I recently learnt that だれも means "everyone" with an affirmative verb and "no-one" with a negative verb. So, the literal translation of the Japanese "No-one is here" would be "Everyone is not here". Then how would one go about saying "Not everyone is here?"

2 Answers 2


`Not everyone is here.' is translated into

Here 「すべて~ではない」is a partial negation.

`Everyne is not here' is translated into
すべての人がここにいない。(i.e. 誰もいない)

Here「すべて~ない」is a total negation.

If you are familiar with formal language representations :-),
We can interpret the above situation as below:

When P(x)≡[x is here],
Not everyone is here.
⇔ ¬(∀xP(x))
⇔ すべての人がここにいるのではない。

⇔ No one is here.
⇔ ¬(∃xP(x))
⇔ ∀x(¬P(x))
⇔ Everyone is not here.
⇔ すべての人がここにいない。

In contract to the expresson 「すべての人がここにいない」(total negation),
the expression 「すべての人はここにいない」is somewhat ambiguous.
this can be interpreted as both partial negation and total negation.

  • 1
    I actually think Japanese's も construction has a much cleaner translation into formal logic: whatever interrogative that has も after it is simply turned into a forall quantified variable with the type of the interrogative: 誰もいない = ∀x:人 ¬いる(x)
    – ithisa
    Commented Oct 18, 2013 at 0:11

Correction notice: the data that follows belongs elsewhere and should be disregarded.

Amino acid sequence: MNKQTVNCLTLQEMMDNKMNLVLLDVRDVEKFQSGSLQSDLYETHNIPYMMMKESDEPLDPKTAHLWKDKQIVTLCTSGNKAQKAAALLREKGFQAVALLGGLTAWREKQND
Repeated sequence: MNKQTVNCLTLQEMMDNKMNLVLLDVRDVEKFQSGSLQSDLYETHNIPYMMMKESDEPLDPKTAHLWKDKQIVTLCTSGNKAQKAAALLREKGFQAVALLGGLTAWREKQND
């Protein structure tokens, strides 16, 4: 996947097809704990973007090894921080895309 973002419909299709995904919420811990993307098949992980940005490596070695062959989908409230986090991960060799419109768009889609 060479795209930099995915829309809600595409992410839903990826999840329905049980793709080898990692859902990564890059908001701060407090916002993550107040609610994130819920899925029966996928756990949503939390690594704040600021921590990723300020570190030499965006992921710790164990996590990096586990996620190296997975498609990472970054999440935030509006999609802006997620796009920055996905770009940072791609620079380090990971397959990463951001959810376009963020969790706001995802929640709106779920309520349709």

• And of course 何もない = ∀x:物 ¬ある(x)
    – ithisa
    Commented Oct 18, 2013 at 0:12

"Not everything is X" is the same logically as "Some things (exist which) are not X", so in the general case you can do something like

there also exist things that are not blue
= some of them aren't blue
= not every one of them is blue

Unfortunately, for the "is here" case, where our verb is いる, that would give us something like いない人もいる, which is at best confusing, so we might want to look for a rephrase.

来ていない人もいる there are people who haven't come / not everyone is here
全員そろっていない the group of everyone is not fully gathered

Depending on how you want the emphasis you can also negate the clause "everything is X" directly by inserting a noun like わけ:

it is not that everyone is here

  • 1
    誰もいる, with or without (という)わけではない, sounds archaic (if not incorrect) to me. More generally, 誰も without a case particle with an affirmative verb sounds archaic. 誰もがいる sounds much better to me (again, with or without (という)わけではない). Commented Oct 17, 2013 at 23:46

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